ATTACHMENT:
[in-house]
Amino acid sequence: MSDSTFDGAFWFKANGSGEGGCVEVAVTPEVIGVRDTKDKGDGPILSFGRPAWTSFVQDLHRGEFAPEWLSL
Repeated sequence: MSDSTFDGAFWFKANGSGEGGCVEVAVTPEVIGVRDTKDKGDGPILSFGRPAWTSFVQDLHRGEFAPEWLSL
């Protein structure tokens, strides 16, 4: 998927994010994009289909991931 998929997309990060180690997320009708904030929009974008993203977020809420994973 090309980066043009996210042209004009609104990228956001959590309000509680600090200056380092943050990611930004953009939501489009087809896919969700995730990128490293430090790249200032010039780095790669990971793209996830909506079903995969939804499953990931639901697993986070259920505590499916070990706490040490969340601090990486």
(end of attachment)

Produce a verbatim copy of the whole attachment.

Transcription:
[in-house]
Amino acid sequence: MSDSTFDGAFWFKANGSGEGGCVEVAVTPEVIGVRDTKDKGDGPILSFGRPAWTSFVQDLHRGEFAPEWLSL
Repeated sequence: MSDSTFDGAFWFKANGSGEGGCVEVAVTPEVIGVRDTKDKGDGPILSFGRPAWTSFVQDLHRGEFAPEWLSL
């Protein structure tokens, strides 16, 4: 998927994010994009289909991931 998929997309990060180690997320009708904030929009974008993203977020809420994973 090309980066043009996210042209004009609104990228956001959590309000509680600090200056380092943050990611930004953009939501489009087809896919969700995730990128490293430090790249200032010039780095790669990971793209996830909506079903995969939804499953990931639901697993986070259920505590499916070990706490040490969340601090990486």